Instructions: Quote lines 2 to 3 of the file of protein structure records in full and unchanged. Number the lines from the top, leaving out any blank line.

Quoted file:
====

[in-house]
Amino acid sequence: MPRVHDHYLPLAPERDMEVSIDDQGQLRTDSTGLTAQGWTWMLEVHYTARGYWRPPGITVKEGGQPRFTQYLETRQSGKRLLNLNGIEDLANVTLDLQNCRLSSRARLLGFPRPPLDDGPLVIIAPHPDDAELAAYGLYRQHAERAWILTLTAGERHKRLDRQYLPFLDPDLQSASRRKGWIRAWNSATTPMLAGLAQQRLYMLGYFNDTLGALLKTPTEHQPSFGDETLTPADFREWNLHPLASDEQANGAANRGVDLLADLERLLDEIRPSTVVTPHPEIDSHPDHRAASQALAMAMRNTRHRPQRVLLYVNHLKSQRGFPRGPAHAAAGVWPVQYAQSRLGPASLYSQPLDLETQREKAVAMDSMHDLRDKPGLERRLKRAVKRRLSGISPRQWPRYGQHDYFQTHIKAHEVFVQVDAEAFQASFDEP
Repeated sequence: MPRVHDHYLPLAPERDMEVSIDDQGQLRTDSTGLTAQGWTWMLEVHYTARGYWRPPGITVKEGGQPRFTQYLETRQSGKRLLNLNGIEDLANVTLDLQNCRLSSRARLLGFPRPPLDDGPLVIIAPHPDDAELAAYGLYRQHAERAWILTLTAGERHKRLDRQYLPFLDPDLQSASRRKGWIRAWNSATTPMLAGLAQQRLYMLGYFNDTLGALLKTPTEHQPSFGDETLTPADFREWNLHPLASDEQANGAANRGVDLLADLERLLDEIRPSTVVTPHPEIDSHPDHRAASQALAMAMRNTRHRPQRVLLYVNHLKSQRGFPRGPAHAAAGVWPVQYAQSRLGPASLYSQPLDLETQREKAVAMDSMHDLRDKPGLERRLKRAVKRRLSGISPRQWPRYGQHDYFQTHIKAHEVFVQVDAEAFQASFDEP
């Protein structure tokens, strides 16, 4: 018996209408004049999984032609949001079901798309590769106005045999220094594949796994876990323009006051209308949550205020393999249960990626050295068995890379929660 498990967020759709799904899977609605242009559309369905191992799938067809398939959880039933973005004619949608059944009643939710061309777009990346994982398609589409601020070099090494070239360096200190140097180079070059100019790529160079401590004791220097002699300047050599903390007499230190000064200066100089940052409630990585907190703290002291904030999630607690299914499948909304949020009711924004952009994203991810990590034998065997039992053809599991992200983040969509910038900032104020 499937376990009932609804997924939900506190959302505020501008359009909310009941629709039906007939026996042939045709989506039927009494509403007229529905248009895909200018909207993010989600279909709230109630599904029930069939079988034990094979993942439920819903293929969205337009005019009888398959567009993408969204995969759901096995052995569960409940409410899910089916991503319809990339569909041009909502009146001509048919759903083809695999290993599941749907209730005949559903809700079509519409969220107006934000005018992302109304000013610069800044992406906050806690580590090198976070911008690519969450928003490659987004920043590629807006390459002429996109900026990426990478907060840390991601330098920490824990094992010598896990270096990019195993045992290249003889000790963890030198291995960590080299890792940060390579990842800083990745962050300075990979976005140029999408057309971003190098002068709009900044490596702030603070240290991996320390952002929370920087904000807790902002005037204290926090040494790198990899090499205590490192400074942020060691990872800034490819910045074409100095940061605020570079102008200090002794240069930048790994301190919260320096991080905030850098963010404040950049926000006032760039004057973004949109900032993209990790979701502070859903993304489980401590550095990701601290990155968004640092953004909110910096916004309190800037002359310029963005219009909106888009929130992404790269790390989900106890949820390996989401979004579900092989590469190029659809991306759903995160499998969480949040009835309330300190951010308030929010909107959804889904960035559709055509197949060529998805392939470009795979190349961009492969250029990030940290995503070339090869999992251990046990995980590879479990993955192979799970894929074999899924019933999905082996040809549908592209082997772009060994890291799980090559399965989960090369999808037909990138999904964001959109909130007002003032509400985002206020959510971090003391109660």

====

Amino acid sequence: MPRVHDHYLPLAPERDMEVSIDDQGQLRTDSTGLTAQGWTWMLEVHYTARGYWRPPGITVKEGGQPRFTQYLETRQSGKRLLNLNGIEDLANVTLDLQNCRLSSRARLLGFPRPPLDDGPLVIIAPHPDDAELAAYGLYRQHAERAWILTLTAGERHKRLDRQYLPFLDPDLQSASRRKGWIRAWNSATTPMLAGLAQQRLYMLGYFNDTLGALLKTPTEHQPSFGDETLTPADFREWNLHPLASDEQANGAANRGVDLLADLERLLDEIRPSTVVTPHPEIDSHPDHRAASQALAMAMRNTRHRPQRVLLYVNHLKSQRGFPRGPAHAAAGVWPVQYAQSRLGPASLYSQPLDLETQREKAVAMDSMHDLRDKPGLERRLKRAVKRRLSGISPRQWPRYGQHDYFQTHIKAHEVFVQVDAEAFQASFDEP
Repeated sequence: MPRVHDHYLPLAPERDMEVSIDDQGQLRTDSTGLTAQGWTWMLEVHYTARGYWRPPGITVKEGGQPRFTQYLETRQSGKRLLNLNGIEDLANVTLDLQNCRLSSRARLLGFPRPPLDDGPLVIIAPHPDDAELAAYGLYRQHAERAWILTLTAGERHKRLDRQYLPFLDPDLQSASRRKGWIRAWNSATTPMLAGLAQQRLYMLGYFNDTLGALLKTPTEHQPSFGDETLTPADFREWNLHPLASDEQANGAANRGVDLLADLERLLDEIRPSTVVTPHPEIDSHPDHRAASQALAMAMRNTRHRPQRVLLYVNHLKSQRGFPRGPAHAAAGVWPVQYAQSRLGPASLYSQPLDLETQREKAVAMDSMHDLRDKPGLERRLKRAVKRRLSGISPRQWPRYGQHDYFQTHIKAHEVFVQVDAEAFQASFDEP